Wednesday, November 28, 2012

Inspired Projects

It was not my intention to be away from my blog for so long.  My computer has been down for a couple of weeks thanks to my cable company.  Exactly why I hesitate to make changes to ANY services we have.  Anyway, I'm back and have been busy with many projects. 
My grandson turned 8 in October and decided he wanted a pirate birthday party.  As the resident cake baker I decided to go all out on this one.  It was super fun!
I made a four layer round cake.  The top two layers are 8", the bottom two are 9".  All layers were frosted with off-white buttercream icing.  For the map, stripes, skeleton scarf and eye patch I used prepared fondant.  It came in all white so I kneaded the gel colors into the fondant for each piece.  Then for ease of rolling I used my hand crank pasta machine.  The skeleton was formed out of rice krispie treats and then dipped in white chocolate.  On the map I used gel colors and paint brush to paint on the features.  The treasure box of course is made out of chocolate graham crackers. The plastic chain and play plastic sword gave it a really dramatic effect. 

On the yarn and needle side I was inspired by a class I took with Edie Eckman.  Edie highlighted the techniques from her new books.
  She has some wonderfully beautiful crochet motifs in the Connect the Shapes book. I am envisioning a table runner and placemats with some of these interesting motifs.  I was especially 
inspired by her free-form crochet hand bag.

So of course, I had to try my own.  I used Noro and separated the long colorways by color.  What do you think?  I added a zippered and pocketed lining, purse feet, an acrylic purse bottom and store-bought handles.  The base material is plastic canvas.
On My Needles Now
Currently I am designing a Christmas gift.  My grandsons love to get dressed up.  My youngest grandson requested an orange, button-down vest.  It features an argyle-look cable up one side.  The vest will be v-neck with four leather buttons.  The button band is worked simultaneously with the piece and will "wrap" around the neck. 
What are you working on for Holiday gifts?
I hope everyone had a wonderful Thanksgiving celebration with friends and family!!

Tuesday, November 6, 2012

Head-Turner Hat

Reversible Unisex Hat
The Head-Turner Hat is knit in one piece and is reversible by turning it inside out.  Available in my Ravelry Store.
Stayed tuned for my next blog post which will be a tutorial on how to do a jogless join which is a technique used in this pattern.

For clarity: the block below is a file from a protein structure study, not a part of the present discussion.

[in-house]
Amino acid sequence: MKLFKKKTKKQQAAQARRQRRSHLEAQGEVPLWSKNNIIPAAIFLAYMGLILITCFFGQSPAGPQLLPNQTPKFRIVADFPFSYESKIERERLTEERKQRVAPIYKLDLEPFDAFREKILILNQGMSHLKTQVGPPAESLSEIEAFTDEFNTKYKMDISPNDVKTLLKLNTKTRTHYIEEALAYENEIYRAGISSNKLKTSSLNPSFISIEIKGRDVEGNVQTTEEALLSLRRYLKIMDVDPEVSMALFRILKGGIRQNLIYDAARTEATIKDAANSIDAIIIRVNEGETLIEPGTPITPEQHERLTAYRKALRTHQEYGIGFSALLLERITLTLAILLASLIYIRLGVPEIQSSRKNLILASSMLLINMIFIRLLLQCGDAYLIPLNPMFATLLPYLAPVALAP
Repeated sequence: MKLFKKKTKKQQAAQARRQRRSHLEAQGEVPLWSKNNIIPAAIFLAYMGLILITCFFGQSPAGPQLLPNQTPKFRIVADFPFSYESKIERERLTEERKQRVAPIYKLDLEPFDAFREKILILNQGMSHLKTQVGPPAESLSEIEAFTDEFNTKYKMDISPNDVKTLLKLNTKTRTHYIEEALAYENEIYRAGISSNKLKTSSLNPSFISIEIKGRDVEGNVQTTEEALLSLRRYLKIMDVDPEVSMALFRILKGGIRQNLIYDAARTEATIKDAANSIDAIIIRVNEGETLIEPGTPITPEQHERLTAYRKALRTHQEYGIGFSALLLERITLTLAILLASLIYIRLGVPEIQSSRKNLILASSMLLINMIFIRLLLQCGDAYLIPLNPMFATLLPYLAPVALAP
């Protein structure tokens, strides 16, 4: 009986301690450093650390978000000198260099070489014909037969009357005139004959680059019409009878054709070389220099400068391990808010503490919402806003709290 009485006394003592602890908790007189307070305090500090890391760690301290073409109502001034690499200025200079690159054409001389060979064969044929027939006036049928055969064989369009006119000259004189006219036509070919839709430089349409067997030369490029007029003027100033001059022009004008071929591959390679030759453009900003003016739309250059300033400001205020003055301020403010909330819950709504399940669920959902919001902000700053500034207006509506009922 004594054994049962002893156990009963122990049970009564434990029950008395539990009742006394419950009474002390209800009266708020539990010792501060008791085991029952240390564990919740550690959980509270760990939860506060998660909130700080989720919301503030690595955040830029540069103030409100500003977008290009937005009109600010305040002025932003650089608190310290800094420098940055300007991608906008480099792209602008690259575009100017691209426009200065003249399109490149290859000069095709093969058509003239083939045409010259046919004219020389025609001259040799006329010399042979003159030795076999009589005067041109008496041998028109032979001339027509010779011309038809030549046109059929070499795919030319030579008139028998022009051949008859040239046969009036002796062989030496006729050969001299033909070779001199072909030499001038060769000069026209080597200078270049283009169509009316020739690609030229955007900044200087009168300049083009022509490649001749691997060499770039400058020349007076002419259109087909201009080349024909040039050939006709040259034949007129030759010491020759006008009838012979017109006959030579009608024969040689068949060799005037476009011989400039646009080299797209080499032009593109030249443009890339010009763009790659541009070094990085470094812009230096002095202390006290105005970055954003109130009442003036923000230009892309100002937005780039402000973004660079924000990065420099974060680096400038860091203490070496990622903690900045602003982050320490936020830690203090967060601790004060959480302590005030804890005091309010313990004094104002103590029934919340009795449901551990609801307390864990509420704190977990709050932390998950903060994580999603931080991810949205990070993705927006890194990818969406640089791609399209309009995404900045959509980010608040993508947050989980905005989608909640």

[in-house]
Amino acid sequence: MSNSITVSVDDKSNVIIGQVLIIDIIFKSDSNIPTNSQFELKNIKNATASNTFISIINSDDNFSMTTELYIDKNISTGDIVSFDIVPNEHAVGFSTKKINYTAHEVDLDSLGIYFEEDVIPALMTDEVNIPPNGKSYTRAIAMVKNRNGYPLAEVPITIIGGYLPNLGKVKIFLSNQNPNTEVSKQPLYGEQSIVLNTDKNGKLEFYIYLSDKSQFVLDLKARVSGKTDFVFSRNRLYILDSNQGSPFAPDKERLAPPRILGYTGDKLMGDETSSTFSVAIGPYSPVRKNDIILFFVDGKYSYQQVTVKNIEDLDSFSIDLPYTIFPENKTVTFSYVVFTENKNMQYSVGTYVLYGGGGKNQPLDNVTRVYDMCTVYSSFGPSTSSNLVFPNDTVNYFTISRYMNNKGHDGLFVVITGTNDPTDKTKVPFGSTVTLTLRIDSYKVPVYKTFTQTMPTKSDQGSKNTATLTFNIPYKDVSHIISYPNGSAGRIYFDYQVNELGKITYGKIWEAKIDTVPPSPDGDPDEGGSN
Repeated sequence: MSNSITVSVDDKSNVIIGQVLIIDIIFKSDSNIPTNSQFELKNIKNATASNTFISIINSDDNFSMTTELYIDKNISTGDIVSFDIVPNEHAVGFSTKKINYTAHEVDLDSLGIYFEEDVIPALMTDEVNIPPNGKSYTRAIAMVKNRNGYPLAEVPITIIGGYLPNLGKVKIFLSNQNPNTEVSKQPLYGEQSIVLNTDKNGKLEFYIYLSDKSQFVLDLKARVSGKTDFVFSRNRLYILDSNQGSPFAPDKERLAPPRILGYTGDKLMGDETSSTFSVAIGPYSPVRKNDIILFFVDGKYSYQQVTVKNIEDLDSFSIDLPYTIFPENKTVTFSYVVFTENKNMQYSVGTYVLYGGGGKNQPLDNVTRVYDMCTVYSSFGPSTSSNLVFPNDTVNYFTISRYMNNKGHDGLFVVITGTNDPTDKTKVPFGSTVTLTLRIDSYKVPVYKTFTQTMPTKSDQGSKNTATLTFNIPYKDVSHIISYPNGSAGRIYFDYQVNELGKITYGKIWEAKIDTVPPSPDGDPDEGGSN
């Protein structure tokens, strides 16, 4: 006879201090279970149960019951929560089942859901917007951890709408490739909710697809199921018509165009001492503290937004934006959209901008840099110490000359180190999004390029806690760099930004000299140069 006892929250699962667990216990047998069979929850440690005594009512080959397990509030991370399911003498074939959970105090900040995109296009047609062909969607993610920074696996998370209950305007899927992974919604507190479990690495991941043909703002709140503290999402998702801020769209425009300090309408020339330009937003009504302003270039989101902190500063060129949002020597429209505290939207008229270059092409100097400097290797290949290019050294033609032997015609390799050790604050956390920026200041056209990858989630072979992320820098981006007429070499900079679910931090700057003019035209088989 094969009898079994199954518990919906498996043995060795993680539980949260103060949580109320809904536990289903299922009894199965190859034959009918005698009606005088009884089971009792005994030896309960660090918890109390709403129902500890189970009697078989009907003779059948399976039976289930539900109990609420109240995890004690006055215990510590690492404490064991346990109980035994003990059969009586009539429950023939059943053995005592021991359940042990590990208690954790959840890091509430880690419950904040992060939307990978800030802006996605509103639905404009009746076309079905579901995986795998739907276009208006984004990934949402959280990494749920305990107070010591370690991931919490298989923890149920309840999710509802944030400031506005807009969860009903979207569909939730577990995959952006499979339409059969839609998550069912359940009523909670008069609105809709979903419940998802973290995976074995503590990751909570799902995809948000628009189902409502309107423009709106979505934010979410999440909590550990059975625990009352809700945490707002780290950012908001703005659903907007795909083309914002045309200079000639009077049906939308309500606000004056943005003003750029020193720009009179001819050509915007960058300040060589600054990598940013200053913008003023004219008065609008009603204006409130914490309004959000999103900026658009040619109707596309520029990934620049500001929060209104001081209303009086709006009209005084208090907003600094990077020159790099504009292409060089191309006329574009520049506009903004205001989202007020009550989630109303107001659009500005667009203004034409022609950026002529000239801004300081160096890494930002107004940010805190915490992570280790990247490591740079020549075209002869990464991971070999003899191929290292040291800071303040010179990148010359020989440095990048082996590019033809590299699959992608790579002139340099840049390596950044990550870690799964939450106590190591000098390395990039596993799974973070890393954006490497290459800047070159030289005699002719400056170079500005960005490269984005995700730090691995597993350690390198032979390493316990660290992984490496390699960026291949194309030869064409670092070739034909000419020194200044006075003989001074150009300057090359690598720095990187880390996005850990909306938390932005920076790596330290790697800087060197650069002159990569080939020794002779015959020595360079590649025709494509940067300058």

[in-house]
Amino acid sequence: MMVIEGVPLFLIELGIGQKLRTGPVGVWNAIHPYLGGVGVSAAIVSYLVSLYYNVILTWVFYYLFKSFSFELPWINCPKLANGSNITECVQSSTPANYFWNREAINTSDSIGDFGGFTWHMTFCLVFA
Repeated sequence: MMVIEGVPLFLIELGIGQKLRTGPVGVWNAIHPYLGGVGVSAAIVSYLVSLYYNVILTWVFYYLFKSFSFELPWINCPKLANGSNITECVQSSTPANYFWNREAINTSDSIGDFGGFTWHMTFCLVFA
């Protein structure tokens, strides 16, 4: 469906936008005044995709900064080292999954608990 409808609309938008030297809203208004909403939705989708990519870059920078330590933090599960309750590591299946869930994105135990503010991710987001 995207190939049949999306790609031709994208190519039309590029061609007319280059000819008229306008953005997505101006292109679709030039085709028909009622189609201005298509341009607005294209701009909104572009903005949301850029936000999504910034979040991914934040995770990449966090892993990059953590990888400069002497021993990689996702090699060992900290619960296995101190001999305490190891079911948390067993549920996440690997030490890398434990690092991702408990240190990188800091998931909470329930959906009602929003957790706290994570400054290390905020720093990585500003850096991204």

Thursday, November 1, 2012

Coming Soon- New Pattern

Back to Basics

During my journey through Level 1 of  The Knitting Guild Association's  Master Hand Knitting Course I realized that I really did need to go back to the basics and relearn some things that could improve my knitting skills.  As a self-taught knitter I had acquired some skills not quite up to par.  Although I have knitted some beautiful pieces that have been greatly admired there was room for some improvement.  To begin with, my cast on tension was too loose. Yes, Cast On!  The most basic of all techniques.  This is not something that had ever been pointed out to me before and so I never even thought that would be an issue!  After trying to concentrate on tension as I was casting on and trying to cast on with smaller needles, ultimately I broke down and researched how others were casting on.  To my surprise, my cast on technique was not demonstrated anywhere in the research that I found! After 40+ years of knitting I was going to have to learn a new way to cast on.  Well worth the research and effort I should say.  That turned out to be the most valuable lesson I learned during the Level 1 course.  My approach to Level 2 obviously has drastically changed.  Before jumping right into knitting all of those swatches I will be thoroughly researching each technique.  I highly recommend this course to any of you more advanced knitters who want to improve your knitting.  TKGA also has a course for beginning knitters.
Regardless if you decide to take the course or any other classes, I do feel that it is important to get back to basics if you want to be the best knitter you can be.  Don't be lazy about learning new techniques.  You spend a lot of time on those projects.  Why not make them fantastic? In the knitting groups that I attend I find that most if not all knitters are enthusiastic about sharing their knowlege and skills with others. 

Tuesday, October 23, 2012


On Tuesdays I typically listen to Marly Birds' Blog Talk Radio Program.  This week I had invited two friends (one a knitter, one a crocheter) to listen to the program.  As I was listening, it occurred to me that Marly and her guest were using acronyms that are well known to some knitters and crocheters, but not likely to the stitchers that I had invited to listen to the program.  There are some odd ones out there and it can be frustrating as you read blogs and listen to programs to try to figure out what these people are talking about.  So, I've made a small list of some of the acronyms that you might hear while at your  LYS (Local Yarn Shop) or when reading a blog or listening to a blogcast or podcast.
Please let me know if you have heard one that you don't know so I can update this list.